A Pet Monkey and Colored Pencils: A Humorous Tale of Tai Chatur’s First Day of Second Grade

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Guest Writer: Tai Chatur, Based in New York, New York

I moved to Toronto, Canada when I was eight years old. I was a boy raised with no reservations and maybe a little too much confidence for my age — definitely too much confidence for my height. On my first day of school, the teacher asked if I wanted to tell the class something interesting about myself.

“I am from East Africa, and I used to own a pet monkey.”

Add that interesting little story to the fact that my mom had just bought me a pack of Crayola twistable pencil crayons, in the states, you call them colored pencils, and I was automatically the coolest kid in second grade.

For some reason this was also around the time older kids were throwing the word ‘AIDS’ around. Like “Oh that boy is so gross, he probably has AIDS.” So to dissuade kids from using this word, they decided to teach us about diseases and world health.

So, it’s my first day, and I am already making friends. Kids are asking me about Kenya, borrowing my Crayola twistable pencil crayons, asking about my pet monkey, stealing my Crayola twistable pencil crayons. I didn’t care – it was nice to be the center of attention.

We come back from recess, and Mrs. Lupul starts talking about AIDS. She begins talking about how it has killed so many people in the world and has serious effects to the lives of everyone it comes in contact with. A girl in the class whom I met earlier and already had a crush on – Georgia, I called her “Glitter Pen” because that’s what she used to trade for my pink pencil crayon; she raised her hand and asked, “Where did AIDS come from?”

I can imagine the look on some of your faces and had the teacher caught on that quickly I probably wouldn’t be here today, but she didn’t. Instead, Mrs. Lupul said; “Aids came from Africa…. from monkeys.” 


Twenty-three second grade children turned their heads towards me, and then to my Crayola pencil crayons, that had now been passed around to pretty much everyone in the class. By now Mrs. Lupul pieced together what she had just done but it was too late.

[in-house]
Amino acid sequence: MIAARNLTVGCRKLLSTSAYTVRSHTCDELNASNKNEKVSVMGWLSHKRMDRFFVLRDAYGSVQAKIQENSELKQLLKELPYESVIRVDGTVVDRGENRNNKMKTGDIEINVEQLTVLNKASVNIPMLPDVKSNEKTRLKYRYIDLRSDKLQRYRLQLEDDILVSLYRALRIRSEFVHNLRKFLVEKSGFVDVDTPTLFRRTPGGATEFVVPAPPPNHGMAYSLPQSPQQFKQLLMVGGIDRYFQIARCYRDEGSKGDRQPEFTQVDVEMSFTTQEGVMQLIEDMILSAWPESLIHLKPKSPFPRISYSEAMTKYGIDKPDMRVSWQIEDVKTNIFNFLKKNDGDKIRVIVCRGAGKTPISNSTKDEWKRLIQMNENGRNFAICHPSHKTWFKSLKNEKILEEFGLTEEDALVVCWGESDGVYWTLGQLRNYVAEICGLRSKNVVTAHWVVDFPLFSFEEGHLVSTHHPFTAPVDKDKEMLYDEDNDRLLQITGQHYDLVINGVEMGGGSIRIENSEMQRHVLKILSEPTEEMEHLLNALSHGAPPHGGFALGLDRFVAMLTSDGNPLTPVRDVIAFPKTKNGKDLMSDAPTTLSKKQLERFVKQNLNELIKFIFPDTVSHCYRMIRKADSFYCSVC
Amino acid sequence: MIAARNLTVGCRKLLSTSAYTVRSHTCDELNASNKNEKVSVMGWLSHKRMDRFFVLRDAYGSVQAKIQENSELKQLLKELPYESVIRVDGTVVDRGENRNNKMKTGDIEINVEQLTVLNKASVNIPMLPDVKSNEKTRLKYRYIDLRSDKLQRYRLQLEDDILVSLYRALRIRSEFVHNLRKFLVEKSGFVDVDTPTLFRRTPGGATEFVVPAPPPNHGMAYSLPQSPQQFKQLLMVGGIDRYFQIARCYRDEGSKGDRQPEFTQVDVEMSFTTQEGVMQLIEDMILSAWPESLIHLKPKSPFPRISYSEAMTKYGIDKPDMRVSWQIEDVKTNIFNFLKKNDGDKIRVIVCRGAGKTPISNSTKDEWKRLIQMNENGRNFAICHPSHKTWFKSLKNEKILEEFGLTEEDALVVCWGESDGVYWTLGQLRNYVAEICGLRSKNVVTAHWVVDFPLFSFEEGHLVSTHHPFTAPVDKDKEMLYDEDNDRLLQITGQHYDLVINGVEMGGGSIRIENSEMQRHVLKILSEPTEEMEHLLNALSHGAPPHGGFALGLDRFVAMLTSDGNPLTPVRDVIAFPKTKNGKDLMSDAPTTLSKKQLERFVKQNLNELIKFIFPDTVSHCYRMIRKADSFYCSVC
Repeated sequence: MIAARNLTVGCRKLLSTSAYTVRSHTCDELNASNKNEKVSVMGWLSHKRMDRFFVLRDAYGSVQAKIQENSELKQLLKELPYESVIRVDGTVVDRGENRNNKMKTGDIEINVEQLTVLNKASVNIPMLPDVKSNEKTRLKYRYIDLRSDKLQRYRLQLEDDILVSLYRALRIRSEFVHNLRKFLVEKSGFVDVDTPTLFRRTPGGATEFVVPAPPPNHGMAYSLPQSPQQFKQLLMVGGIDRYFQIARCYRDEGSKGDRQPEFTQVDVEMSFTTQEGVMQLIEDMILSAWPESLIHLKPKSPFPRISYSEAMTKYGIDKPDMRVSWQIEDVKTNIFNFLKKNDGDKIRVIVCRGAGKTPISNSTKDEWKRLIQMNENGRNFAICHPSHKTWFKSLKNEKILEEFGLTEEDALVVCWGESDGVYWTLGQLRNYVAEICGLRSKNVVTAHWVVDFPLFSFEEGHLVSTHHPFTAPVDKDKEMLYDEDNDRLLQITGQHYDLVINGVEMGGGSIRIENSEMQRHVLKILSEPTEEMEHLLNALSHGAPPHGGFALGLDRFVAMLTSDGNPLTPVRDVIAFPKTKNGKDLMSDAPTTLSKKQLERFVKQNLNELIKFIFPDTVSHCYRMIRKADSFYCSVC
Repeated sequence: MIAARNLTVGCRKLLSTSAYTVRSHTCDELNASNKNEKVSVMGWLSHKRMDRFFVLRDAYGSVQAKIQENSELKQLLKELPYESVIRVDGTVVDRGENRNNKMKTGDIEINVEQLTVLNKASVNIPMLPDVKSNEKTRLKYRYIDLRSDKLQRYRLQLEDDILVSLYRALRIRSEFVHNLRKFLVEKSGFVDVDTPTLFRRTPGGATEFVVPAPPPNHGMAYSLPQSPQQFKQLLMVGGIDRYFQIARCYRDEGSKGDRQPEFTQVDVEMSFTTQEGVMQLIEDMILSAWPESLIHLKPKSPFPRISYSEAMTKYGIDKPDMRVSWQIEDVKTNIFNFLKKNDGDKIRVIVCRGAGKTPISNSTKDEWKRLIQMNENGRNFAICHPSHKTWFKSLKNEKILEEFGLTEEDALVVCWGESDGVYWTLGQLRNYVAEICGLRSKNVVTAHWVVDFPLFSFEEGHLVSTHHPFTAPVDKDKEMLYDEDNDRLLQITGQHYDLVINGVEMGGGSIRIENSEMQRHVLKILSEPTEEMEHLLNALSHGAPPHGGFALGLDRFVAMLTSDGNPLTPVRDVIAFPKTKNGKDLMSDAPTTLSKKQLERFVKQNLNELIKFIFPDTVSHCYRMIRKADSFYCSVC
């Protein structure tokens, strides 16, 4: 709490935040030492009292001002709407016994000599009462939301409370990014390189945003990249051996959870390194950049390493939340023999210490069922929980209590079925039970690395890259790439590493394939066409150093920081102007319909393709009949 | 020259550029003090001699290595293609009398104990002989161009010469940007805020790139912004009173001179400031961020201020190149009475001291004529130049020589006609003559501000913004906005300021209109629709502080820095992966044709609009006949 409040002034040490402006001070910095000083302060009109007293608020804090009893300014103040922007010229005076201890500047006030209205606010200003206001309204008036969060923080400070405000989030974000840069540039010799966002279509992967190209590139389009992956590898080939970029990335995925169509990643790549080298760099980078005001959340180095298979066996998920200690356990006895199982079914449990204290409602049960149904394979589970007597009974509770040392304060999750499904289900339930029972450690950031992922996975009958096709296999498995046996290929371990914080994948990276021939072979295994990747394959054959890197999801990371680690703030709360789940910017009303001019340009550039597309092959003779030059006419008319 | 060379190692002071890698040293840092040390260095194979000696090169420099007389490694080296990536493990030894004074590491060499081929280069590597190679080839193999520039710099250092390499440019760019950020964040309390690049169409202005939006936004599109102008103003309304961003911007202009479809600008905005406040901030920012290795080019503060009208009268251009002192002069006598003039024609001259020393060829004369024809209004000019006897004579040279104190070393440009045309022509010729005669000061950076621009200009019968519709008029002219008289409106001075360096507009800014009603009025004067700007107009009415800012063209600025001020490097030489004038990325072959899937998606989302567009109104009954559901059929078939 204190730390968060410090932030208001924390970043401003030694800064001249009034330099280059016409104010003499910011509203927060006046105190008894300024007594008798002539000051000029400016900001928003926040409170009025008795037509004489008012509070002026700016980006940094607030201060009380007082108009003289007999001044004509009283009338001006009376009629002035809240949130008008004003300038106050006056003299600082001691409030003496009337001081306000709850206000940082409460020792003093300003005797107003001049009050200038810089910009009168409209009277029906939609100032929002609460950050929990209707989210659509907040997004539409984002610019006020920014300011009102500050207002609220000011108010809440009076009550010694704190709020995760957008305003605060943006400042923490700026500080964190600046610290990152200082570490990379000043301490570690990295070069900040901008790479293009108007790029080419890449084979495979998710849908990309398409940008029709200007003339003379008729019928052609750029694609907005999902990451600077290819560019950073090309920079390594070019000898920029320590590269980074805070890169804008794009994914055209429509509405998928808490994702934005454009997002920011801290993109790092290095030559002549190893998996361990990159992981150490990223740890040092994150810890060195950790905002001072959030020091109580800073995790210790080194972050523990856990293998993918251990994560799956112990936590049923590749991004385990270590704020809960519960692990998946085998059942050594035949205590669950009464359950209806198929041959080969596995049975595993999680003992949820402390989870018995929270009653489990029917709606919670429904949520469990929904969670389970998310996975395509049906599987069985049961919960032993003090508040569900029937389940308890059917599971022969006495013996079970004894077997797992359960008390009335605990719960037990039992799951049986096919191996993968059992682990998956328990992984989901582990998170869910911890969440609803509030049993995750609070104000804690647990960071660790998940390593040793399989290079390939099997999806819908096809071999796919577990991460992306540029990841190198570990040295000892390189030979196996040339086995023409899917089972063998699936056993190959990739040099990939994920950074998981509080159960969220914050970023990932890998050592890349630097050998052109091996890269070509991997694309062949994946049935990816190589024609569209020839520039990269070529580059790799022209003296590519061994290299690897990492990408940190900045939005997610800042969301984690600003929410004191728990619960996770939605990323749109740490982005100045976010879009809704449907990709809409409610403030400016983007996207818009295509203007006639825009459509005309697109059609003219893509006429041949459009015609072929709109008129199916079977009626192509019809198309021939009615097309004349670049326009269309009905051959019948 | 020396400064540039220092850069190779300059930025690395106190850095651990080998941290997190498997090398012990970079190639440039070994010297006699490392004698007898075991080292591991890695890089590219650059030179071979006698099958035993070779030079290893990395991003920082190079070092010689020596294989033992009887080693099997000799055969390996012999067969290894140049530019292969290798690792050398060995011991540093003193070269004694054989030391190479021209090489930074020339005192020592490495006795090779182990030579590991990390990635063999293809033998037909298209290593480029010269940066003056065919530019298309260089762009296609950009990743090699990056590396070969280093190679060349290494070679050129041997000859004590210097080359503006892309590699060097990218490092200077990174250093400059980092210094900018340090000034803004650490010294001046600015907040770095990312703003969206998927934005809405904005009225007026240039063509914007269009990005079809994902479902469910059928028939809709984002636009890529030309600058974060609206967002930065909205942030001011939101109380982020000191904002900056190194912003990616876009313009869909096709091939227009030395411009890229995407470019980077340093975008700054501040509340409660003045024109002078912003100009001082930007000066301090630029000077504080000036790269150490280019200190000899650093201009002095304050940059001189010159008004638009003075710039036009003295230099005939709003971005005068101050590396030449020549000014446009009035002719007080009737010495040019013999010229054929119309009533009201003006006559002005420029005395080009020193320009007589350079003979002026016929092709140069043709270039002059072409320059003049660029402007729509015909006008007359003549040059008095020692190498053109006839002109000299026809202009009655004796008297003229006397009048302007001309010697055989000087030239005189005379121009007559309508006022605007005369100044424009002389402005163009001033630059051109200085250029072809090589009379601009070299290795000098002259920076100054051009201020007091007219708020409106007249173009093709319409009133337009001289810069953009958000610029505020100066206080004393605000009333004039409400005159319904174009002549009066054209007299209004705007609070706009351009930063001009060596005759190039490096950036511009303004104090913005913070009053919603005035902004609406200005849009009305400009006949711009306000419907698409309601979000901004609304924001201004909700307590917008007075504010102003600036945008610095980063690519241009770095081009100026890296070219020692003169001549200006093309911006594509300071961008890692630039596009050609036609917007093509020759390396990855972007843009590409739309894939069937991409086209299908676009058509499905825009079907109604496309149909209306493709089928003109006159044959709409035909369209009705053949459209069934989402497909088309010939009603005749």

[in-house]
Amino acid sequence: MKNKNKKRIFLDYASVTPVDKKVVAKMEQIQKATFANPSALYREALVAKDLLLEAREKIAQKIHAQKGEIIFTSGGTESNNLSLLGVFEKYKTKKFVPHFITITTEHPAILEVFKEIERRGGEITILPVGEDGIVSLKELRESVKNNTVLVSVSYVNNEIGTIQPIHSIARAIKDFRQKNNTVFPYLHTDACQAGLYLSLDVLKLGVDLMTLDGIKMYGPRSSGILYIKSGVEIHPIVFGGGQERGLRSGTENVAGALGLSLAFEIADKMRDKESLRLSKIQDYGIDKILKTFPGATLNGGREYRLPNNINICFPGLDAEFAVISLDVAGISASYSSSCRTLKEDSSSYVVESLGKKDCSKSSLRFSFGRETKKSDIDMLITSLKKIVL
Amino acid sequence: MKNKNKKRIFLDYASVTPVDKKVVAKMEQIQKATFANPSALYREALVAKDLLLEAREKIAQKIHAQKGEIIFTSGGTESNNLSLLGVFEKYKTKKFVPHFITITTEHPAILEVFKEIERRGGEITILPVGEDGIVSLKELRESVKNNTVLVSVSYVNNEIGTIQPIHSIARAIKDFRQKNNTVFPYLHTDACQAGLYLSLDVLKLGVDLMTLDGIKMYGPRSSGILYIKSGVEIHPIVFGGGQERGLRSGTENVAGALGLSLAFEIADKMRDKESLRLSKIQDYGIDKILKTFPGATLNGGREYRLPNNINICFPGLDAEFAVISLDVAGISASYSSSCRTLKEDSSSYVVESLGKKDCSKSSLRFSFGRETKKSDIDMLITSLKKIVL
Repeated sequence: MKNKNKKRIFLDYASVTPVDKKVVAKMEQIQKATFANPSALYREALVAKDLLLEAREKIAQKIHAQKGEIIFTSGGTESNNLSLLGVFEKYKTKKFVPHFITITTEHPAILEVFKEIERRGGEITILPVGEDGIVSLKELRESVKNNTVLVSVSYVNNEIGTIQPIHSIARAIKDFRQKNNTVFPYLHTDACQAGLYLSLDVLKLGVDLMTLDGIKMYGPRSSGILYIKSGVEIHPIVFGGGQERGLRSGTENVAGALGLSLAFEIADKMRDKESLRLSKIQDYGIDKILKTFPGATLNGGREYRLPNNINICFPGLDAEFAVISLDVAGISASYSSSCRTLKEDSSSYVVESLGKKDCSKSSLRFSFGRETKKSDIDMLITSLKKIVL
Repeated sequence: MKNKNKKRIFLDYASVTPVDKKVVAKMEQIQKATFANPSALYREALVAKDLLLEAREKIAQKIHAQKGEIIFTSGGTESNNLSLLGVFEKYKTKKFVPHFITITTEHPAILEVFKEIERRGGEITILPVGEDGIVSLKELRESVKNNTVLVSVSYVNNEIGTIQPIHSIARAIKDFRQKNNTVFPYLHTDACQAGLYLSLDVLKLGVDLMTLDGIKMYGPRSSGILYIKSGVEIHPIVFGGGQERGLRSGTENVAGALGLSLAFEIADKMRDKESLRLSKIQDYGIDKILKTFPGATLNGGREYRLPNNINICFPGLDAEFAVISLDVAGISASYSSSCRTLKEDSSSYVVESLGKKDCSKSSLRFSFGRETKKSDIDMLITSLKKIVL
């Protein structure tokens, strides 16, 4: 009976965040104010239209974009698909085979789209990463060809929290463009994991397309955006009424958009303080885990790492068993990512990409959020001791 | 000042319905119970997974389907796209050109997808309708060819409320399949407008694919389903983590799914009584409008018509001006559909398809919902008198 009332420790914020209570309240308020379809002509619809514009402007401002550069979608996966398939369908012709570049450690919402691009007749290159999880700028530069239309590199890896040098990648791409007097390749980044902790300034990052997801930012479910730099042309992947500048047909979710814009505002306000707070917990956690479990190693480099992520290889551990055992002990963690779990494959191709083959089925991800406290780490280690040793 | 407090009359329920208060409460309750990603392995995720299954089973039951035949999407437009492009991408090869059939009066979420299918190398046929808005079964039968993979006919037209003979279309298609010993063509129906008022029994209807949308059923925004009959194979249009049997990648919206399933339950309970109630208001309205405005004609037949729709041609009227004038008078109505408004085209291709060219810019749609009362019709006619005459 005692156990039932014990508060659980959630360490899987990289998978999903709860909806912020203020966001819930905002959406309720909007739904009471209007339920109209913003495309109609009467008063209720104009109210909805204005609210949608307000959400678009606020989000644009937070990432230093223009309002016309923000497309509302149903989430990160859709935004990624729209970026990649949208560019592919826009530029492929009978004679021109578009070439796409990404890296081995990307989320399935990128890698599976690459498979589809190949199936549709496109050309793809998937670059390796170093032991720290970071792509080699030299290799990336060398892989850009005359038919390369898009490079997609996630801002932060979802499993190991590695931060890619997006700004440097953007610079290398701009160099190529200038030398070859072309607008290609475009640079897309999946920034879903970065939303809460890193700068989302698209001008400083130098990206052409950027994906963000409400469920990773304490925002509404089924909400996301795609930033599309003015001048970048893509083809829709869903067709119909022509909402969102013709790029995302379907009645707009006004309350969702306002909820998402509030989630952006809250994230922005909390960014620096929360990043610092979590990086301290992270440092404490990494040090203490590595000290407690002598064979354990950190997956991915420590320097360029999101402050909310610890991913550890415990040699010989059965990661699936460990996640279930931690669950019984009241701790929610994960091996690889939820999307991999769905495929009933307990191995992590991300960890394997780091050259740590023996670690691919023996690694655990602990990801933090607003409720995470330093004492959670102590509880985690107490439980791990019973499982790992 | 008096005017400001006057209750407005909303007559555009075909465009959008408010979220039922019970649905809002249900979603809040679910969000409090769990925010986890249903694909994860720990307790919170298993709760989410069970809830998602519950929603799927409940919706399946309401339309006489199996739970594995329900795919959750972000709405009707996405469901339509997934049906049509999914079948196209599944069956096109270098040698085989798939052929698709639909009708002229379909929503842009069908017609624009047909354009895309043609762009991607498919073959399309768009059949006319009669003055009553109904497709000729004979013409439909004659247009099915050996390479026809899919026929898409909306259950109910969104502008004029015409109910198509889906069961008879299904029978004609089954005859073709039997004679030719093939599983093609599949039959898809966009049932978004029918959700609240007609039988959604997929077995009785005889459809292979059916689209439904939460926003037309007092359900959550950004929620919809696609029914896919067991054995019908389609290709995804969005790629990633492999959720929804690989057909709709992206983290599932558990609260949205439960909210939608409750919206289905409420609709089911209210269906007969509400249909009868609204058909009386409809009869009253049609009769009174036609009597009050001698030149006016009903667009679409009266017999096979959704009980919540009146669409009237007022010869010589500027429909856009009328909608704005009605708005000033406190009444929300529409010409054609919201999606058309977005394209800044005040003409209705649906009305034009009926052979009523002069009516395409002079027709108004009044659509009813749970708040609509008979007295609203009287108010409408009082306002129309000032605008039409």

Libraries should adopt an AIDS policy because the speed at which my twistable crayons were thrown back at me was truly amazing. Being the center of attention had never felt worse before, and I couldn’t even explain that neither myself or my pet monkey Timon had AIDS; because I had no idea AIDS even existed before today. I picked up all my twistable pencil crayons, got my bag, and ran home from school – thankfully only down the block. I was crying hysterically trying to tell my mom we have to go back to Kenya because I have AIDS and everyone had been touching my pencil crayons.

It didn’t take long for this mess to be sorted, through a phone call from Mrs. Lupul, the principal, and my mom. Of course some more explaining to the students, but I wasn’t required to come back to school until the next day. Therefore, I sat in the kitchen with my mom, she loved to draw landscapes, and I loved to ruin her landscapes by coloring them. As I was finishing up the rainbow with my AIDS-free twistable’s… I looked through my bag, and I smiled because I couldn’t find my pink pencil crayon.


Editors Note:

Tai Chatur is a graduate student in forensic psychology where he studied mental health disorders in conjunction with the criminal justice system. Tai is also a stand-up comedian in New York City. You can follow him on Instagram at @canadiantyre

Written by Tai Chatur. 2019.

Edited by Sarah McKinnon